Preference is an instantaneous conscious decision that a person takes numerous times in a single day. Everyday decisions are mostly based on evaluating the suitability of an item in a particular context. In the field of behavioral neuroscience, hemispheric asymmetry is an electrophysiological measure that identifies the reactivity to affectively valenced stimuli. The left frontal regions tend to be more active during the experience of approach related emotions, and the right frontal regions tend to be more active during the experience of withdrawal related emotions. Anterior alpha asymmetry measurements reflect the difference in activity between the left and right hemispheres. This current research evaluates the effectiveness of using emotional affective state reactivity model to classify preference decisions taken by a consumer. Herein, the stimuli consist of different text with a single color, size, and font since these factors would elicit their own specific responses. In this experiment, context information was provided to 24 participants followed by a series of textual content (words) that appears on the display. The participants rated the suitability of the word to the explained context. EEG activity for the entire duration of the experiment is recorded. There are 43 contending words which were categorized into foreign origin words (Example: Allegresse), directly related words (Example: Beans and Cream, Cocobean) and non related words. This suitability/preference decisions were classified with good accuracy across different participants. Three machine learning algorithms viz. Quadratic Discriminant Analysis (67.4%), Gaussian SVM (67.3%), KNN (67.4%) outperformed others when alpha asymmetries were used to generate the feature vectors. This is comparable to the results from earlier research (62% - 84%). The findings can be applied to marketing research scenarios (focus group) to decide on a name of a brand among various competing names and use neuroscience tools to break a tie among preferences. This research can be extended to evaluate and analyze preference decisions for the final product or any other product stimuli. The effect of different properties of the feature of the product (color, font, etc.) on the alpha asymmetry needs further experimentation and research. This would open new frontiers in neuromarketing where the manufacturer can approach the consumer with the best product name. (This research is funded by the Department of Science and Technology, Govt of India under the Cognitive Science Research Initiative [SR/CSRI/50/2014(G)])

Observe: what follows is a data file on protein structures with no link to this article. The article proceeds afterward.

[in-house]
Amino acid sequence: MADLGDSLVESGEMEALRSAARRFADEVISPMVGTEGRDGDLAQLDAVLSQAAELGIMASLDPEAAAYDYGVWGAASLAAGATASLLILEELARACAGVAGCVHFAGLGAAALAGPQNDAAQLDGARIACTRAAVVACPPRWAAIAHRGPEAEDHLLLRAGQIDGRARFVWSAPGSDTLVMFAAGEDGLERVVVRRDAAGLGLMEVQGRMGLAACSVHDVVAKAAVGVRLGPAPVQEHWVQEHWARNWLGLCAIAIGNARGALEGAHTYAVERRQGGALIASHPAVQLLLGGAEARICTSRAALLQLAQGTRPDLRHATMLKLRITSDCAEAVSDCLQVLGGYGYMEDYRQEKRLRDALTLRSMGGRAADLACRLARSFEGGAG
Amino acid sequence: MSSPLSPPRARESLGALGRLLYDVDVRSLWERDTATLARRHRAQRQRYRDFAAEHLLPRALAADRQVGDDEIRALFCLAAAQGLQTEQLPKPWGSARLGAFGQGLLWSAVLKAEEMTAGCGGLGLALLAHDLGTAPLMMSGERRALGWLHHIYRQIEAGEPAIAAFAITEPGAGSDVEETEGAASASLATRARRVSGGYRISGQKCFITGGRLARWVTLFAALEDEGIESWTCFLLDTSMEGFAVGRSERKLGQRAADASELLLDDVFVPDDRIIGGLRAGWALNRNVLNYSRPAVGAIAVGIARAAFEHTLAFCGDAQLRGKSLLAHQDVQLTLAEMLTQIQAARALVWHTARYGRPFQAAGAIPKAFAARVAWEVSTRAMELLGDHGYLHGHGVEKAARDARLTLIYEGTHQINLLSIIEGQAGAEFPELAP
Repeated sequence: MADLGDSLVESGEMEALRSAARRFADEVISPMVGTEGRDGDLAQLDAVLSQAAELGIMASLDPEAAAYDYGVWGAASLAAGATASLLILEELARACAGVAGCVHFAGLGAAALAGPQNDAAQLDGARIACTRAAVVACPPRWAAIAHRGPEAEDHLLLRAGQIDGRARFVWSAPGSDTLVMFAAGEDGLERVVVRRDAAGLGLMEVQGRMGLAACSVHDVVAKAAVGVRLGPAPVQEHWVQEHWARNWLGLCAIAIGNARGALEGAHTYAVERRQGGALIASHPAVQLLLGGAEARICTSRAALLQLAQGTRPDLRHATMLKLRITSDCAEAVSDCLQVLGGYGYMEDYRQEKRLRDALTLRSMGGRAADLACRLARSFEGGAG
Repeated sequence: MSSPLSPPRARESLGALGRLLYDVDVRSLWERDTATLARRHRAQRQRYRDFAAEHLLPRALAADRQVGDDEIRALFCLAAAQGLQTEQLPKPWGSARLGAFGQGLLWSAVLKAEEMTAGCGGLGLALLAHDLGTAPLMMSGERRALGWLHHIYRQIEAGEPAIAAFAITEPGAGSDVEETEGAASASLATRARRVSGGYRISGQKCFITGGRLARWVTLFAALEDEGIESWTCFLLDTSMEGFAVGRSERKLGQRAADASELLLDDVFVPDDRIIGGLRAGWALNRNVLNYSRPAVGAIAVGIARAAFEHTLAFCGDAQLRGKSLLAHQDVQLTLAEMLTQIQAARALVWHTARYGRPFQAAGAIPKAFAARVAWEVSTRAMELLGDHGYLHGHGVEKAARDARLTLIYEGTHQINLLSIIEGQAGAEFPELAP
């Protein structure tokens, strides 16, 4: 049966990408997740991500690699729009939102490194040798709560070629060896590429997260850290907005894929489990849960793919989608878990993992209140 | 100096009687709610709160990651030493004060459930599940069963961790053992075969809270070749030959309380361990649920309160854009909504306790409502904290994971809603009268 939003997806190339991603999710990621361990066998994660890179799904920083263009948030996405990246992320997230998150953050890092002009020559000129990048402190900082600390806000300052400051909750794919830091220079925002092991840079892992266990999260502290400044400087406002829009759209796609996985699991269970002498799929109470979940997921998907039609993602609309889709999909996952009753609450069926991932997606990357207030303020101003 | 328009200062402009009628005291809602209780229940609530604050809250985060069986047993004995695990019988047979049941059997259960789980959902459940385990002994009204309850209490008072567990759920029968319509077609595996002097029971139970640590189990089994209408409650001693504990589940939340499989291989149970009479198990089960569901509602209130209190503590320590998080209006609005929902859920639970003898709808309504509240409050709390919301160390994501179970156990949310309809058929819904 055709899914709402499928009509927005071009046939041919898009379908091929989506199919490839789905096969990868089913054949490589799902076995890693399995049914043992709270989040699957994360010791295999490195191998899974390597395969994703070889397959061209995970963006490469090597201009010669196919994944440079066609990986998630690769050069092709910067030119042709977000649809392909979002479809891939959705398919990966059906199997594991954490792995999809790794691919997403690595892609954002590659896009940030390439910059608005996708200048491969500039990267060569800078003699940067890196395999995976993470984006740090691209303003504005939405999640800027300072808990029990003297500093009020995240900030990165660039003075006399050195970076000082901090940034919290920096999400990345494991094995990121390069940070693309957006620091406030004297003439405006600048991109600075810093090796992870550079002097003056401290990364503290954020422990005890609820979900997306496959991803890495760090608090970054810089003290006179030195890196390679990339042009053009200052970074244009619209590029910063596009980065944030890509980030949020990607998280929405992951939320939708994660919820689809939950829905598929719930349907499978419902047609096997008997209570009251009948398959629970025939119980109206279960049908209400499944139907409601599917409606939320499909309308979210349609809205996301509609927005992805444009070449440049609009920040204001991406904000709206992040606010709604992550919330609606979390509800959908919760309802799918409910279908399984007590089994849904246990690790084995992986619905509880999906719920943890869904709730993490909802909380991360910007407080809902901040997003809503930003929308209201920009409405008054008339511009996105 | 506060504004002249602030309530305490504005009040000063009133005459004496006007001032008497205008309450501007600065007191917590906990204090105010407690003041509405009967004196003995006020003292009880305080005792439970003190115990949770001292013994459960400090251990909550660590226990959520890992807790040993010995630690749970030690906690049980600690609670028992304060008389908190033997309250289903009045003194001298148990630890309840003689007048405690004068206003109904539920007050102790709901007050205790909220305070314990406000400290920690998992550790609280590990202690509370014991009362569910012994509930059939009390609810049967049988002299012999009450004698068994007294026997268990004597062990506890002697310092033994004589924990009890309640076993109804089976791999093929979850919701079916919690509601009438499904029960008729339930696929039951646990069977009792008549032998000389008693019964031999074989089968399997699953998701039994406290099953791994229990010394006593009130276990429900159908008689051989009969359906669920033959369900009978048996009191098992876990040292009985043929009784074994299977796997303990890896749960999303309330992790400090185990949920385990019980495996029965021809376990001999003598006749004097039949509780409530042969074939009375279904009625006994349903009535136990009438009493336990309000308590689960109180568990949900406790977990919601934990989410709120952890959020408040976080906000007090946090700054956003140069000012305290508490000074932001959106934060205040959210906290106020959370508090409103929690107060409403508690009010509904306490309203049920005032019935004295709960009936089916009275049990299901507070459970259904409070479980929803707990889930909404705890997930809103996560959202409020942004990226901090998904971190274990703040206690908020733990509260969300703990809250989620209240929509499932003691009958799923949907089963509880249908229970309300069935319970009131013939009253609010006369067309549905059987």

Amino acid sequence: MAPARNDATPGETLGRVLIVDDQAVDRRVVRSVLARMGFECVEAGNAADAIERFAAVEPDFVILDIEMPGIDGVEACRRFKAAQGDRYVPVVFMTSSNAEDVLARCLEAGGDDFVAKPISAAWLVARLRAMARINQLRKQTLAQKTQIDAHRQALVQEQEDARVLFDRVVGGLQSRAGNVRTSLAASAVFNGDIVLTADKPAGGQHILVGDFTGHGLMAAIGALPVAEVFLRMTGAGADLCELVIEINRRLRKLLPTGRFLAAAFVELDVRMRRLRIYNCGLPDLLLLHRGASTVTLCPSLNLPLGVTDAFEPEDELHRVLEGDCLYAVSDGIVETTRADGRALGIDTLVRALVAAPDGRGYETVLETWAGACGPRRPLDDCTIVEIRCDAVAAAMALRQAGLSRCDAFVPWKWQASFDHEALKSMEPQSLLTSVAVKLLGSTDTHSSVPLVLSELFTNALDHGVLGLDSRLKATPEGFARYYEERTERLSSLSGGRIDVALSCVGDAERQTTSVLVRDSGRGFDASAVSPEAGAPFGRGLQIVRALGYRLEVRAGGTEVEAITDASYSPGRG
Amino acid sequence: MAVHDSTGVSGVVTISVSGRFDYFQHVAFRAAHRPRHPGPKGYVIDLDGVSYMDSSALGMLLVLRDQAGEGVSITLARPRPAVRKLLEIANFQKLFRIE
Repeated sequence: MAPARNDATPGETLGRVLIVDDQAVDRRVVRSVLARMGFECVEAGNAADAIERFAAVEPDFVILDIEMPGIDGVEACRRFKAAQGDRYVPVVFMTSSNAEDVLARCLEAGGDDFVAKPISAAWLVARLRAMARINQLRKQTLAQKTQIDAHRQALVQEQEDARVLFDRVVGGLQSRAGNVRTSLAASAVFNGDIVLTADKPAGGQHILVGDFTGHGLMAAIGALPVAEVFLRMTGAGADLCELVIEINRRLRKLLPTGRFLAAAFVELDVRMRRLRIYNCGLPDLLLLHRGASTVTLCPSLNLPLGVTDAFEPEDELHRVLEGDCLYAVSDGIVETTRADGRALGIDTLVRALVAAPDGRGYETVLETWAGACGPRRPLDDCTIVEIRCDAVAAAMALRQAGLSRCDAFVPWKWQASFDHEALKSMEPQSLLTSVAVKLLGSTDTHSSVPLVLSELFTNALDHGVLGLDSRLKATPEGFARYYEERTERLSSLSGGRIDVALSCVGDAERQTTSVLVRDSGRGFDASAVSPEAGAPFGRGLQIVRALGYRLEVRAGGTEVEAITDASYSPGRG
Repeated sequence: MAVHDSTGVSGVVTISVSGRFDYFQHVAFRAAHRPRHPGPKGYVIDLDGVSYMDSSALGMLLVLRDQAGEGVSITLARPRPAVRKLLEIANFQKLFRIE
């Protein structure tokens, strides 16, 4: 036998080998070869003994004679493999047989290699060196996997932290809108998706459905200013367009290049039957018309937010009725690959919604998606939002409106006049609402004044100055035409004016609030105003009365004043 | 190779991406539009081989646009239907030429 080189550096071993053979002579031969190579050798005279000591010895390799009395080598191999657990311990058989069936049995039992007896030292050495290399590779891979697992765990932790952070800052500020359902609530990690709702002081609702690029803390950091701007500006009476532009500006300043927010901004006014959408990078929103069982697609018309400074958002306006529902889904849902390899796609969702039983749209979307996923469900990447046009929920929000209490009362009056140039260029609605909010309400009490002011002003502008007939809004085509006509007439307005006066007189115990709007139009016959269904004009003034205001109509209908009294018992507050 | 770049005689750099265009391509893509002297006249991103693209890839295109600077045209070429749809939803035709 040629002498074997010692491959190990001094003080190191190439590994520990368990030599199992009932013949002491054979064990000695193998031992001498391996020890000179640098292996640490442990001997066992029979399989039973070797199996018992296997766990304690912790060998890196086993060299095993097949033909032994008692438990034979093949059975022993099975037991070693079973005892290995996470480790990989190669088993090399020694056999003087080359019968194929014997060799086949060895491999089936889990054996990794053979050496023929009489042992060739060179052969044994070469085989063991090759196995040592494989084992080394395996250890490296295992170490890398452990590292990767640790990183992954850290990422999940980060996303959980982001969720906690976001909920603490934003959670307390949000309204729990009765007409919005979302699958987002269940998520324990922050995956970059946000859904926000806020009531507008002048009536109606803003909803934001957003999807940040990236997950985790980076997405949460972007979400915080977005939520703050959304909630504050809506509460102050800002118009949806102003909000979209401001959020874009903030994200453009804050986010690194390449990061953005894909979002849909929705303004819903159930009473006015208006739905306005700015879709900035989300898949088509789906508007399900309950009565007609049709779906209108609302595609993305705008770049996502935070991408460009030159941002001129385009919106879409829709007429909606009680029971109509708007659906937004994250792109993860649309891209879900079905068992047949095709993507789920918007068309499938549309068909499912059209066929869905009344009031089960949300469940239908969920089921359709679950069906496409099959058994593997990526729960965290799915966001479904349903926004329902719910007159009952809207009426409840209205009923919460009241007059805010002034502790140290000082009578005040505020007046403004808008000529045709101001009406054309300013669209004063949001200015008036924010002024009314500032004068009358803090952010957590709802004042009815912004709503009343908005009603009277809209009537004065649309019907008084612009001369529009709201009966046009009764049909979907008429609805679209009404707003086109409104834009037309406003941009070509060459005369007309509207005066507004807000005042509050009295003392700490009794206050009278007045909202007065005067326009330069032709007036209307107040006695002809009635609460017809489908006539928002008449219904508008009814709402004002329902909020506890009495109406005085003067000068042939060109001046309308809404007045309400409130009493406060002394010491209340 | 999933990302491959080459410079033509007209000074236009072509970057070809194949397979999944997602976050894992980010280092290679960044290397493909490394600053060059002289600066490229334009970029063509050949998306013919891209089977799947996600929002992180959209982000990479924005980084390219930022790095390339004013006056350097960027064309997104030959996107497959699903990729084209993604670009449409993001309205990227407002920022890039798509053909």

Psychosocial Predictors of Brand Loyalty in Pakistani Consumers
The current research focused on determining the factors that determine the brand loyalty in consumers. It was hypothesized that there are certain demographical features that lead the consumers to adhere more towards certain brands. Cross-sectional research design was used. The sample for the current research comprised of participants (N=500) from age group 16 to 55 years. The data was collected through self-constructed demographic questionnaire as well as from a self-constructed Brand Loyalty Questionnaire. Brand Loyalty Questionnaire was adapted after taking permission from researchers. A pilot study was conducted to chalk out all the ambiguities of the questionnaire. The final version was administered on 250 participants. The descriptive and inferential analyses were carried on through SPSS version 24.00 to explore the factors that determine Brand Loyalty. The findings revealed that there is a relationship between brand loyalty and brand loyalty demographics and certain factors emerged as significant predictors of brand loyalty in young and middle aged consumers. The research findings carry strong implications for organizational and consumer psychologists in particular and for professionals in marketing and policy making in general.